Contemporary Analysis announces new ownership
This summer, long time employee Nate Watson took over as president and owner of Contemporary Analysis. Situated in his new role, Watson has impressive plans for CAN’s future.
Since 2008 Contemporary Analysis (CAN) helped over 100 companies use predictive analytics to find patterns in their business data. CAN uses data businesses already collect, then explores those patterns to figure out what will likely happen. CAN has worked with some of the largest companies in the midwest including Kiewit, Gavilon, Mutual of Omaha, Blue Cross/Blue Shield, and West. CAN holds the reputation of solving the hardest problems in the Omaha data science field.
In mid-2014, after 150+ completed projects, co-founder and CEO, Grant Stanley decided it was time for a new leader to run the company. Stanley appointed then Senior Project Manager Nate Watson to run daily operations while he worked on a new project implementing machine learning into project planning and time management. Stanley’s new company, Bric, launched in late 2014.
Over the next year, Watson kept his eyes open for new ideas on how to make the culture and ideology of CAN work in today’s world. The idea for a new staff-augmentation model (see below) came as a cross between the need to provide a solution to companies that didn’t require massive political buy-in and budgets to build a POC. This idea struck a cord with two friends of Watson who decided to invest in the new ideology and buyout Stanley.
CAN’s motto is “Empower the great to build something greater.” Watson chose two investors who believe in empowering CAN to be something greater.
Through the transition, the mission of the company remained unaltered, albeit expanded. Watson partnered with two investors to help him with the buyout.
CAN’s new investors are Nick and Carrie Rosenberry. Both Nebraska natives, the Rosenberrys recently moved back to Nebraska after a stint in Minnesota. They bought into the business because they see a promising future in the data science industry.
“We were looking for a company poised to be on the bleeding edge of a bleeding edge industry. CAN completely fit the bill,” said Carrie Rosenberry.
Carrie is from Tekamah, Nebraska. She received her BS in Mechanical Engineering from UNL while also participating in the Raikes School. She then attended University of Minnesota Law School, where she graduated Magna Cum Laude. She will serve as General Counsel for CAN.
Watson remarked, “Having a lawyer on your team means we can build the ideology behind both the investment group and the agri-tech incubator (scheduled for development next year) using someone who understands the ultimate goal of CAN.”
Nick Rosenberry hails from Scottsbluff, Nebraska. He graduated from UNO with a Bachelors and Masters in Architectural Engineering before getting his MBA from the Carlson School of Management at the University of Minnesota. He serves as Chairman of the Board as well as general wisdom of business management for CAN.
With an on-team lawyer as well as a MBA on the board, Watson believes he has the team built to bring data science to every company regardless of vertical or size.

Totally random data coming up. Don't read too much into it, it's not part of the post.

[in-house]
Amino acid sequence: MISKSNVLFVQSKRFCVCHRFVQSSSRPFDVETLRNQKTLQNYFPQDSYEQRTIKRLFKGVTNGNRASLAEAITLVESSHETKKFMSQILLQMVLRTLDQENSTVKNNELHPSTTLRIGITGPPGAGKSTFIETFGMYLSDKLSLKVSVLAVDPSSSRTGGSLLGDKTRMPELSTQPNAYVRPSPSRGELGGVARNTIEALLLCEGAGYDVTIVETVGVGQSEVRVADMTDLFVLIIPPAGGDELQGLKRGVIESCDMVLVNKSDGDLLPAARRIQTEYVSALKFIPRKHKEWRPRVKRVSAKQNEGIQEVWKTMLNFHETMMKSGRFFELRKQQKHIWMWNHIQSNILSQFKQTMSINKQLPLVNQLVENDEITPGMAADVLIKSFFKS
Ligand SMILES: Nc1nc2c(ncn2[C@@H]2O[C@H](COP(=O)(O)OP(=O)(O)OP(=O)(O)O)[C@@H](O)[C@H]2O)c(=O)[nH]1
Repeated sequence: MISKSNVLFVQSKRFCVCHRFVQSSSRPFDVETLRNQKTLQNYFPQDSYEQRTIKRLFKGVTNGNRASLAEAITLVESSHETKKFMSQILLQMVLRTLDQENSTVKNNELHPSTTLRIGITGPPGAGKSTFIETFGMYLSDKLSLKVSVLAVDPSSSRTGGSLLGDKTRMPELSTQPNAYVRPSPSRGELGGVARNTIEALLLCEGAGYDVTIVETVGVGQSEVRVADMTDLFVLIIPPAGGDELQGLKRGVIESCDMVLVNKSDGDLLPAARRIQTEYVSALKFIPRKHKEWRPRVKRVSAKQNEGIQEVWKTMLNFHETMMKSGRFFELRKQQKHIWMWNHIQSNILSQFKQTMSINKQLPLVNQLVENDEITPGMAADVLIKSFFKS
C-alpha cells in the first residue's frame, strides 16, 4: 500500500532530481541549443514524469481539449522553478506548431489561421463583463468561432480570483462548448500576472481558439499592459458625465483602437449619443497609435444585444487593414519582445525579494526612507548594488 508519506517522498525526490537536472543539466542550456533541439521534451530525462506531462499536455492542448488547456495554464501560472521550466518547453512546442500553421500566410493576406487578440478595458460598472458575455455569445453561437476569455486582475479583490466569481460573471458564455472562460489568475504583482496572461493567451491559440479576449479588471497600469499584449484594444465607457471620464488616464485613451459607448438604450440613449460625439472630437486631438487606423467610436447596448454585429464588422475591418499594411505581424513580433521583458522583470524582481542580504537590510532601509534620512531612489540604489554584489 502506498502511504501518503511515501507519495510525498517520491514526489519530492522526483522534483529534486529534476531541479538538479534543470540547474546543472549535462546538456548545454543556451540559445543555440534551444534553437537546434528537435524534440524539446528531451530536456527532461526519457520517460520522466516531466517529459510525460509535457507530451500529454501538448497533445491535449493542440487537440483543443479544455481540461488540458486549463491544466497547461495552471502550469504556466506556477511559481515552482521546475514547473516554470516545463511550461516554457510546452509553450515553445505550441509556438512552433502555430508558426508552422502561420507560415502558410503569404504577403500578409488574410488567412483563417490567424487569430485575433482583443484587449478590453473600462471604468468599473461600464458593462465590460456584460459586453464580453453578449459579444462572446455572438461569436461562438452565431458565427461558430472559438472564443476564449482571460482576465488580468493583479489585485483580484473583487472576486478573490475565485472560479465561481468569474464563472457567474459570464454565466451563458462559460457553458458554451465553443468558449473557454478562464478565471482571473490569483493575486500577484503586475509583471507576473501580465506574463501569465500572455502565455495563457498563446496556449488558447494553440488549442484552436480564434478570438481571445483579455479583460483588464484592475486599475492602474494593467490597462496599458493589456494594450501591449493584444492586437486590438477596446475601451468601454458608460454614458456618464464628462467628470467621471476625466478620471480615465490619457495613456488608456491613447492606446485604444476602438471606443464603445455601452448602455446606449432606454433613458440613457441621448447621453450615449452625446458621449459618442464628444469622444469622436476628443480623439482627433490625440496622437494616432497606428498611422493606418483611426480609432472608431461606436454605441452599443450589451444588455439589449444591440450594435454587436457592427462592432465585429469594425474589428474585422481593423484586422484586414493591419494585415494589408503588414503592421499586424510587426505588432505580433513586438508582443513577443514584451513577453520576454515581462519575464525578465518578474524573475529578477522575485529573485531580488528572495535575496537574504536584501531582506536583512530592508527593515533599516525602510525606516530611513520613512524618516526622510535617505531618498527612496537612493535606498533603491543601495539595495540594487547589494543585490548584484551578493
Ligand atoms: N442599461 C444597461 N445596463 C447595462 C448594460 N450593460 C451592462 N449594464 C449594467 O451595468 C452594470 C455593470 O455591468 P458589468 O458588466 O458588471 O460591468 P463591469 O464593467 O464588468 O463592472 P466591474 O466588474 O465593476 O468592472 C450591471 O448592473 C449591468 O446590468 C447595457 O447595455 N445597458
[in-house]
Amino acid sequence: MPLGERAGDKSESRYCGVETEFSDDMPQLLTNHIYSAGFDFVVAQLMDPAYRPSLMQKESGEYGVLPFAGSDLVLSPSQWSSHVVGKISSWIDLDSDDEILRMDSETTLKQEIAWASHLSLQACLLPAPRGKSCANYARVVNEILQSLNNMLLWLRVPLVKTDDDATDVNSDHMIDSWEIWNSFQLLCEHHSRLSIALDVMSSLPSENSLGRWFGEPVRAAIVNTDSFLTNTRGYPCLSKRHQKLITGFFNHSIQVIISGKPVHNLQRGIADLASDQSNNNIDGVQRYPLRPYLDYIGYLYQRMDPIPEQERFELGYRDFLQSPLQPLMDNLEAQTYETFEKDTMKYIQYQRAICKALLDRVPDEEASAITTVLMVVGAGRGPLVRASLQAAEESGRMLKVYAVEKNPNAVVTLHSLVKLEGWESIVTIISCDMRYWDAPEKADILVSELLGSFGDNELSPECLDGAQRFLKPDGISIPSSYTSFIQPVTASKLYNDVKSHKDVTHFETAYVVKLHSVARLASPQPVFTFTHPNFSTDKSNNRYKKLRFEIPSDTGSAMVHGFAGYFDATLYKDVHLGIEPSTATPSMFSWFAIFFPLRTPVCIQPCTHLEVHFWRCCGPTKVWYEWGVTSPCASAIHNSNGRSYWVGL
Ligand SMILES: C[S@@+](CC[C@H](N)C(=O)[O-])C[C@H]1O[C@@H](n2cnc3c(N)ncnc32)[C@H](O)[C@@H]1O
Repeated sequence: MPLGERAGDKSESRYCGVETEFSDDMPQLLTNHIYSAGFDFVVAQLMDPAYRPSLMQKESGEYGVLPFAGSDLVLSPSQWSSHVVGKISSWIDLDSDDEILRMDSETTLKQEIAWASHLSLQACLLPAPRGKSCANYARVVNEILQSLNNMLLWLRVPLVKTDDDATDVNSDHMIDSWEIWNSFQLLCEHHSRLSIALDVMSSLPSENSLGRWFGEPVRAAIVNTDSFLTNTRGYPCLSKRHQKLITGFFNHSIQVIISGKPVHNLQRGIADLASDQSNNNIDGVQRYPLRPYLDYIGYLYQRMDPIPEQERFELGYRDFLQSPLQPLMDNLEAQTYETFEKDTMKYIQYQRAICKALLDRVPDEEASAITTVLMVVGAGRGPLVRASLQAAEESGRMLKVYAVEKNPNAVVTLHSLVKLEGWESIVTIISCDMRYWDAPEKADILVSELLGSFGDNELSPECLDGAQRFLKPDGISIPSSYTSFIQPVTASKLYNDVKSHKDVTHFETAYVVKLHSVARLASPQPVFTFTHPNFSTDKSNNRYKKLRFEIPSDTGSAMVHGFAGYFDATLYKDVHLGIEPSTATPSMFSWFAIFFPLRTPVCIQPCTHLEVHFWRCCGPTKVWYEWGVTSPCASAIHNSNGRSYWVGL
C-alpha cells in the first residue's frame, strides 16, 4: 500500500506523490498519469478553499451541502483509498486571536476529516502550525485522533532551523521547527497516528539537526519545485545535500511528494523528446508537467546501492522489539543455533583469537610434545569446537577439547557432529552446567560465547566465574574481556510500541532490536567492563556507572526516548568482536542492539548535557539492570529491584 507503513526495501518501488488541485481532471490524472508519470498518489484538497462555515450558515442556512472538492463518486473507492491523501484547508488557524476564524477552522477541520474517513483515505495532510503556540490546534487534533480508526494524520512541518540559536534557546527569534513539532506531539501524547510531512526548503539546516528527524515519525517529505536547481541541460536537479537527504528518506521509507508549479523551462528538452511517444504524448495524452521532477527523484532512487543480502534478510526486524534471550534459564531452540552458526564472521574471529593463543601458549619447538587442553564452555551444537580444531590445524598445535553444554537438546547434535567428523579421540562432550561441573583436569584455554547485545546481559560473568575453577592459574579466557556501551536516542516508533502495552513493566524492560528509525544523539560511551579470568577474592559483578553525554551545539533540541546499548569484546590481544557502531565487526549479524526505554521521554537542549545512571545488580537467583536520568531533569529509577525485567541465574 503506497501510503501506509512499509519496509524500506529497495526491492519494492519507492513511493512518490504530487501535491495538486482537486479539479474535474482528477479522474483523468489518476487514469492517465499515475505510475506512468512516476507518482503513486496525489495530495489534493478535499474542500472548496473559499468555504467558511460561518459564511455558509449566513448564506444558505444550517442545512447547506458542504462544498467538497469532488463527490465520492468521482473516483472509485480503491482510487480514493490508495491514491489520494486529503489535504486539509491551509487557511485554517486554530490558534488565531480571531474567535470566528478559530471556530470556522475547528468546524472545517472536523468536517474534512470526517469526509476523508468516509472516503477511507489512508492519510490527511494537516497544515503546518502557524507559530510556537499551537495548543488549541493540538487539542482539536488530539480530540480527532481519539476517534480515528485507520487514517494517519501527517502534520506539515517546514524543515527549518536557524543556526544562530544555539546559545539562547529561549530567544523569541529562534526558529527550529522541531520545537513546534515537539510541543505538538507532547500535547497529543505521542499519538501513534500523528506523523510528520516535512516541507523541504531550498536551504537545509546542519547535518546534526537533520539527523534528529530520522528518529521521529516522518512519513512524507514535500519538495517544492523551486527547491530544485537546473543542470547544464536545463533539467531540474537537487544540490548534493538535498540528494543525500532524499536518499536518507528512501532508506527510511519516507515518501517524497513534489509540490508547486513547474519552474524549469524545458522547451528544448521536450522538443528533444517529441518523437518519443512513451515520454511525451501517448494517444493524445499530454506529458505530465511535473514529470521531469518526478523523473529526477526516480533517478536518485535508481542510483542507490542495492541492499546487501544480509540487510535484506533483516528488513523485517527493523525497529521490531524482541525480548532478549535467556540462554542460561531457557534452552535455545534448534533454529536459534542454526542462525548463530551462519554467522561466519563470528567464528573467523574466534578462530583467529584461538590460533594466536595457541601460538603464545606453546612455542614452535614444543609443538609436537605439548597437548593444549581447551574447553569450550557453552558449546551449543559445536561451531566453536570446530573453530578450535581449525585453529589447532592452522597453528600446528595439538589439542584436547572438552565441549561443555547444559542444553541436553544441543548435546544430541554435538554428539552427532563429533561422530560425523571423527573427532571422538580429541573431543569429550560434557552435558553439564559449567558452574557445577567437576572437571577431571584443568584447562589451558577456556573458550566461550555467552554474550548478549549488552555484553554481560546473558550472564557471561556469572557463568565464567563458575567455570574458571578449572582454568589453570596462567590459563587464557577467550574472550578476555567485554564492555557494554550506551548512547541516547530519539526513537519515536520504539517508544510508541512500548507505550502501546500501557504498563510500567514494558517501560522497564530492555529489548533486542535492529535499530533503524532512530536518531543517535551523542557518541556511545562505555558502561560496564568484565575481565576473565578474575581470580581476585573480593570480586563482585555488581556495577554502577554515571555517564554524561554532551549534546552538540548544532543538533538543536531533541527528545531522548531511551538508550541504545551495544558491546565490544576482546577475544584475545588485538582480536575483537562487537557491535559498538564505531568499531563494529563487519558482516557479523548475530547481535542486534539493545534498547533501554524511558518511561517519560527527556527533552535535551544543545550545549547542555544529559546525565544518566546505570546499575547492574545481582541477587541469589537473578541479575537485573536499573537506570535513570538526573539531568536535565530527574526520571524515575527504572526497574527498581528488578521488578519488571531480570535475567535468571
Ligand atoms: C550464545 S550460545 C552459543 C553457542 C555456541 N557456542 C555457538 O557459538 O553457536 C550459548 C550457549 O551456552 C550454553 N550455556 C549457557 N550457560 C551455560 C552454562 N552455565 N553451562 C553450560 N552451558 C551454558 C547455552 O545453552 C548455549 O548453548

With the Rosenberrys on his side, Watson unveils a new business plan.
While not drastically changing their core business, CAN wants to change how companies interact with data science consultants. CAN aims to shift its main business model from a project model to a staff augmentation model. Previously, when a company needed a project done, they hired CAN, CAN did the job, the company paid CAN, and CAN moved onto a different project.
A staff augmentation model, on the other hand, means that CAN actually provides a data scientist to work directly for the client. By giving businesses the option of hiring a part-time data-scientist, companies no longer need to sift through projects and create extra budgets. It instead allows a company to test out how a data scientist would work in their culture, figure out how to implement ideology, and create the necessary roadmap for success long after CAN’s data scientist has been replaced with their own.
This however, has created a new problem: how and where to recruit the talent necessary to continue data science initiatives after CAN as a consultant has left?
CAN believes the answer lie in one of its new creations, the Omaha Data Science Academy (Oma-DSA). The Oma-DSA is a twelve week course designed to train entry-level data scientists who have business acumen but lack a few of the key skills needed before they take on corporate projects.
The Oma-DSA is designed to augment a person’s existing degree with advice and training from real data science experts in the field. This should provide talent, trained in entry level data science for companies to hire to run their new capabilities.
The first run of the Oma-DSA is this September.
Nate Watson and everyone involved with Contemporary Analysis is ecstatic about these new ventures.
CAN has always empowered the great. Under Nate Watson’s new ownership, CAN now has the time and resources to empower greatness within itself.
For more information on the Oma-DSA, or anything you liked about this article, contact Nate Watson below.
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